Desiccation resistance is an asset when transporting algae because less water (and therefore less weight) is needed to sustain its dormant state. K. flaccidum reproduction slows under arid conditions, allowing it to withstand short periods without water. This ability would reduce the weight and resources needed to transport the algae. Similarly, cold tolerance is of use in the logistics of transportation into space. The method of transport for the lycopene-enhanced K. flaccidum will be similar to the transportation of other materials into space.
Aboard a space station or ship, maintaining a suitable atmosphere for astronauts is crucial to future space expeditions. To this end, algae will be useful in filtering carbon dioxide and producing oxygen through photosynthesis. The algae will be cultivated in space using gas-permeable cell culture bags, allowing the algae to use the carbon dioxide in the air to function and produce oxygen (Settles 2019). We have yet to determine the best method of harvest and consumption, but this process would be similar to methods already being employed on Earth and in space. We do not expect water to be a problem, as advanced closed systems are already in place on the ISS regarding water conservation. Sufficient artificial lighting must be provided in order for the algae to photosynthesize and grow.
This design would provide an insight into lycopene and astaxanthin production and biosynthesis on Earth to improve terrestrial manufacturing and storage methods. It may also help us better understand the extent of the nutritional benefits of lycopene and astaxanthin.
The product could also be repurposed for humanitarian purposes to provide food to areas that have been affected by famine or drought. In addition, it could be made accessible to the general public as a nutritional supplement, and it has been shown to have cancer preventing effects (McCall et al 2018; Zhang and Wang 2015).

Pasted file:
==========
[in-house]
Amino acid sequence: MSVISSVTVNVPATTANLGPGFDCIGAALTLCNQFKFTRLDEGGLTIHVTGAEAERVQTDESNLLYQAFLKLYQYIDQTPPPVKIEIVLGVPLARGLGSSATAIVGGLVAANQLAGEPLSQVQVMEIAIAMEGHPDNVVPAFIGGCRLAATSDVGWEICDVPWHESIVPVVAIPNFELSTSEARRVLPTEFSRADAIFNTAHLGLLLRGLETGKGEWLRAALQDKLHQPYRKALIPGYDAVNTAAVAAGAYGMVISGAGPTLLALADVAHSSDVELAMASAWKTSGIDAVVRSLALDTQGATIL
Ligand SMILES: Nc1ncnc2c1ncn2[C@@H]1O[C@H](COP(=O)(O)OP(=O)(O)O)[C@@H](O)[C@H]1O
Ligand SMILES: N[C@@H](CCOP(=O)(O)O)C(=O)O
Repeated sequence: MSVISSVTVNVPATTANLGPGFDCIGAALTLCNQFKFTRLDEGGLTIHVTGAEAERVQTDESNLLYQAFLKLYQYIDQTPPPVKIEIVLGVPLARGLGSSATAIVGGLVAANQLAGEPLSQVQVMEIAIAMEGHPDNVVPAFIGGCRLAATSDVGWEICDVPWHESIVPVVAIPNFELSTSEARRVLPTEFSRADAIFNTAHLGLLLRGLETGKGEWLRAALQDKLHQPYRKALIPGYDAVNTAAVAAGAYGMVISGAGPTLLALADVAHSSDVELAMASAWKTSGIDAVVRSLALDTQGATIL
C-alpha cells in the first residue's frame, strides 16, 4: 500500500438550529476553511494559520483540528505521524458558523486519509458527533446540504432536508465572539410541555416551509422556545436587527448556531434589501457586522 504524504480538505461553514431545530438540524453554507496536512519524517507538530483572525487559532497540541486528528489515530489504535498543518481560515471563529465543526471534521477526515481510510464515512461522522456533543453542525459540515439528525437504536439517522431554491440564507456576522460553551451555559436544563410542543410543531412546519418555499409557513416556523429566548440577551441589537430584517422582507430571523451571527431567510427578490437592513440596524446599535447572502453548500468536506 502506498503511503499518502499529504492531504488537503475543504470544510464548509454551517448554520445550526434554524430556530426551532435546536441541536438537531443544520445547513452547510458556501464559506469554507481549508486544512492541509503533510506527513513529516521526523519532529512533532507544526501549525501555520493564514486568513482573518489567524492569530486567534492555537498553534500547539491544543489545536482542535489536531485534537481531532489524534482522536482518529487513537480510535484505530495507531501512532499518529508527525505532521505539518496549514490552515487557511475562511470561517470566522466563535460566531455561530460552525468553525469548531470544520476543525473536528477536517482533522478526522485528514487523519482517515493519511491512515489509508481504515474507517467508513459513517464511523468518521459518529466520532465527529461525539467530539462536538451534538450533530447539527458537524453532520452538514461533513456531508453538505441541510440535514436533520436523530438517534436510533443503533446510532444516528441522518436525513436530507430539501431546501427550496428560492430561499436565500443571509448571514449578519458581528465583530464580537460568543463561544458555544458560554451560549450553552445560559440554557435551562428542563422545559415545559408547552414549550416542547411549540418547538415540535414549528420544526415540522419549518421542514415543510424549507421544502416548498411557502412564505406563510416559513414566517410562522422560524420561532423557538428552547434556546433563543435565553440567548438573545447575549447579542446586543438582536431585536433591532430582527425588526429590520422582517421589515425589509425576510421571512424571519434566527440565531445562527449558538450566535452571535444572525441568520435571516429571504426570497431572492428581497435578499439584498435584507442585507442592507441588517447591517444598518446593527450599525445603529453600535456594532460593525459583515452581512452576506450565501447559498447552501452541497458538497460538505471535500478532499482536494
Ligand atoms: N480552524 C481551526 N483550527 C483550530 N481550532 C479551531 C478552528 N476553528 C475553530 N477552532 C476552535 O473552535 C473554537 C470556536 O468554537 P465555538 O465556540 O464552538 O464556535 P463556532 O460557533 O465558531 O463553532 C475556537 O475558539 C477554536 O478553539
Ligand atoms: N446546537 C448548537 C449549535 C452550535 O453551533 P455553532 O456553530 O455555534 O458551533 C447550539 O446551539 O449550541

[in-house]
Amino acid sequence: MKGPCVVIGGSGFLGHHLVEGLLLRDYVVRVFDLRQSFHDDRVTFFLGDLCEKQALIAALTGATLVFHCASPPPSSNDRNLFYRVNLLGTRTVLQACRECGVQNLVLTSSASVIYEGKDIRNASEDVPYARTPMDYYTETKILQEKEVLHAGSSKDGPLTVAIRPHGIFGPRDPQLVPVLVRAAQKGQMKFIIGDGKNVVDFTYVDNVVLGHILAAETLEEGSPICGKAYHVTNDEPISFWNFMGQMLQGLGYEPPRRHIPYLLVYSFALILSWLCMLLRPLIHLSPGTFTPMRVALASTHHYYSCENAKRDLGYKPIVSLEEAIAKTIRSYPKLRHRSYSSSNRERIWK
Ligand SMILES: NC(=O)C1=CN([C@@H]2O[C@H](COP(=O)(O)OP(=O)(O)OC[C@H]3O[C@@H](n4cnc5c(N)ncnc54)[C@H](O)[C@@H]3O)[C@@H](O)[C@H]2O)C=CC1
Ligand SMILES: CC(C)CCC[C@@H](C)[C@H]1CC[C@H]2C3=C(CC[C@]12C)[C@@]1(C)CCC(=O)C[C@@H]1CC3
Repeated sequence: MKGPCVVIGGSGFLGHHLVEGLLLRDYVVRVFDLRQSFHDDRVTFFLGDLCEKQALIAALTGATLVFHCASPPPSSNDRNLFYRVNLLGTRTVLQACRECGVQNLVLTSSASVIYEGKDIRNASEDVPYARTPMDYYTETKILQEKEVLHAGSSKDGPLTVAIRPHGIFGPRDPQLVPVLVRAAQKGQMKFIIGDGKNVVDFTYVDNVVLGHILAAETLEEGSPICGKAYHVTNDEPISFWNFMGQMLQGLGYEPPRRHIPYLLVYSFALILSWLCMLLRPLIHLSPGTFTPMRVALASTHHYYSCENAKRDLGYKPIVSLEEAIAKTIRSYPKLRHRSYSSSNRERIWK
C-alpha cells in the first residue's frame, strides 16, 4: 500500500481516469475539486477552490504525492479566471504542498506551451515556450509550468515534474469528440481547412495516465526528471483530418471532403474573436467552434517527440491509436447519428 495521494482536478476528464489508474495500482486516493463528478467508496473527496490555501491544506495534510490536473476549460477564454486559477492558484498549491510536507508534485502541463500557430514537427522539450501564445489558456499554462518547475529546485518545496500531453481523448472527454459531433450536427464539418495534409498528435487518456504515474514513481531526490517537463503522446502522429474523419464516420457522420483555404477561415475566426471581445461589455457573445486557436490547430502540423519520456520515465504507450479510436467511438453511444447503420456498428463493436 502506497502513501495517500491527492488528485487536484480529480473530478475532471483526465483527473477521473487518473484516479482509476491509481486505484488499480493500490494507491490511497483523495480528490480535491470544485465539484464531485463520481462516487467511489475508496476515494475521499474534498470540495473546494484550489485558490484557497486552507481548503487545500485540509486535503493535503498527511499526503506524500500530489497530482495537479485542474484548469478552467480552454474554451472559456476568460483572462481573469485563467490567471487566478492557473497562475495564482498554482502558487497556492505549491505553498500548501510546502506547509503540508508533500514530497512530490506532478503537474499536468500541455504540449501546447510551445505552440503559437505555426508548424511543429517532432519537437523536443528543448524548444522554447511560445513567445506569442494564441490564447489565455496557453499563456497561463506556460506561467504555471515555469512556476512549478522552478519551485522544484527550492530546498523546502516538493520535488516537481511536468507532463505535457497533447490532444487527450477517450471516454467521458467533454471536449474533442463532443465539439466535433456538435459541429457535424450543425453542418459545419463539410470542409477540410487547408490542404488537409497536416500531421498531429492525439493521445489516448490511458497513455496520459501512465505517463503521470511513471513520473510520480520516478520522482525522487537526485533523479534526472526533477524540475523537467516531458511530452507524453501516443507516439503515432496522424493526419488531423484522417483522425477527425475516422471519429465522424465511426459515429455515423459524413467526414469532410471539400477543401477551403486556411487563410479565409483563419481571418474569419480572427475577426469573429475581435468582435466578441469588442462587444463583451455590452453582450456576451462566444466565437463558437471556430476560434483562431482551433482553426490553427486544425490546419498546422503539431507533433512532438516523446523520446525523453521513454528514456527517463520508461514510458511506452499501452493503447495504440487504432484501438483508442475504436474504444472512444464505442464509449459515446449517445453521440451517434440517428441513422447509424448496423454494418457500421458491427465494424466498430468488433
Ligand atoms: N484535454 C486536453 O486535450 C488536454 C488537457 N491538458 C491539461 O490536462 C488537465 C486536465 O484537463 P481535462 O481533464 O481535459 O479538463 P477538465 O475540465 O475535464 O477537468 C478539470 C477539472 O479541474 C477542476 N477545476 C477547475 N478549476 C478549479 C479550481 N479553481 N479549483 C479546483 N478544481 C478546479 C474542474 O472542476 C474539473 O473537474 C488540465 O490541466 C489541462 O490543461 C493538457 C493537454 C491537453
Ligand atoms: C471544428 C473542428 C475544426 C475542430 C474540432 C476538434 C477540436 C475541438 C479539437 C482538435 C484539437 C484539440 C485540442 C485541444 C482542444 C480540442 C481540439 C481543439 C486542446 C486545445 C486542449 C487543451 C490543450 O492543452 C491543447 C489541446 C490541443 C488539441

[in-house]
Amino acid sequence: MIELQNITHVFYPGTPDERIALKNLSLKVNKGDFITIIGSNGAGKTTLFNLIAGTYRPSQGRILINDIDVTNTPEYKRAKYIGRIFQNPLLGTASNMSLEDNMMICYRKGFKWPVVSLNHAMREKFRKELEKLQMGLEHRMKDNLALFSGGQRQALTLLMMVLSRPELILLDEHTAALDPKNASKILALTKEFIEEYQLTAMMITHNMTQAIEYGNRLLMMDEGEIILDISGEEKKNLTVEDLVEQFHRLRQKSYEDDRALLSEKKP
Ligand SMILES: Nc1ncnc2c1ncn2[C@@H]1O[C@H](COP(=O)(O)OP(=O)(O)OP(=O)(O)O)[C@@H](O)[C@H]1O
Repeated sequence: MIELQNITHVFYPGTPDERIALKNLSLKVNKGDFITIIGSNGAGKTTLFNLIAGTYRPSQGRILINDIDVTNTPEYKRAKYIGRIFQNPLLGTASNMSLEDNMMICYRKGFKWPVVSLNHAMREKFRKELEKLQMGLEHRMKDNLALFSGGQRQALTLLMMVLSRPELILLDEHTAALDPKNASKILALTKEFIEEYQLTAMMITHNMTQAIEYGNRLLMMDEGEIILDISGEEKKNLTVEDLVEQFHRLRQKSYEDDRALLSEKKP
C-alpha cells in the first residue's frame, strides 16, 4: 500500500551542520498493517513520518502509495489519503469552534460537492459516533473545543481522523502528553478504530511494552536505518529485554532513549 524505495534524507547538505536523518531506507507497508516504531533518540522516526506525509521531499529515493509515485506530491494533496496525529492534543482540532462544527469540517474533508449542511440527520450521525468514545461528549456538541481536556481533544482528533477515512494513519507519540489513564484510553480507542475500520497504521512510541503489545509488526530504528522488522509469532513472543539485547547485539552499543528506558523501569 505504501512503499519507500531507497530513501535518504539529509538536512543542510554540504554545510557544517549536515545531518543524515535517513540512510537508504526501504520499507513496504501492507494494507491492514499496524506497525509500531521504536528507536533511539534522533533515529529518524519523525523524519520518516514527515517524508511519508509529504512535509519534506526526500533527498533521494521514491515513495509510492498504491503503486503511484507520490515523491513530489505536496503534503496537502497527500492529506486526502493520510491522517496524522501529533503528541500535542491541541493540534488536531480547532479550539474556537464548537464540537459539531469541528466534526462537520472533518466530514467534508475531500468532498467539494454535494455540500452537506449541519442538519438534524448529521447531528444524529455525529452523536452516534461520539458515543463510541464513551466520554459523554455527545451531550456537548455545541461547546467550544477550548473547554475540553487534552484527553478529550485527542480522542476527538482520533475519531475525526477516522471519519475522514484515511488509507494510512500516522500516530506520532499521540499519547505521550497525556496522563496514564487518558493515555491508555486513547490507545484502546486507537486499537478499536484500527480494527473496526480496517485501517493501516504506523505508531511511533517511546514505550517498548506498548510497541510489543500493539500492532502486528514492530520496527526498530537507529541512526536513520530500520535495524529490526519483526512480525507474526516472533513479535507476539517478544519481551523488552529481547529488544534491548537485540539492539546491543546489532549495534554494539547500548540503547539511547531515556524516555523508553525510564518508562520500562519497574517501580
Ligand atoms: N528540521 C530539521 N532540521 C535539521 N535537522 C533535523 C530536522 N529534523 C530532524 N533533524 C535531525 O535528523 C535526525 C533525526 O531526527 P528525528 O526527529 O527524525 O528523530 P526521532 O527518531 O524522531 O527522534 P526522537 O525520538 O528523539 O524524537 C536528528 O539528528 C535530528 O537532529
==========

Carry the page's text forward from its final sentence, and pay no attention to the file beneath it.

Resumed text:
Our team would like to thank our mentor, Jason Boock, for taking the time to communicate with us, sharing his insight and advice, and helping to further develop our project ideas. We extend our thanks to our club leader, Lindsey L’Ecuyer, as well, for her guidance throughout the course of our research and pointing out to us the possible resources for our materials. Our team would also like to express our gratitude towards the BioBuilder organization for presenting us with the opportunity and inspiration to continue with this project.
This project was accomplished through participation in the BioBuilderClub, an after-school program organized by BioBuilder Educational Foundation. BioBuilderClub engages high school teams around the world to combine engineering approaches and scientific know-how to design/build/test their own project ideas using synthetic biology.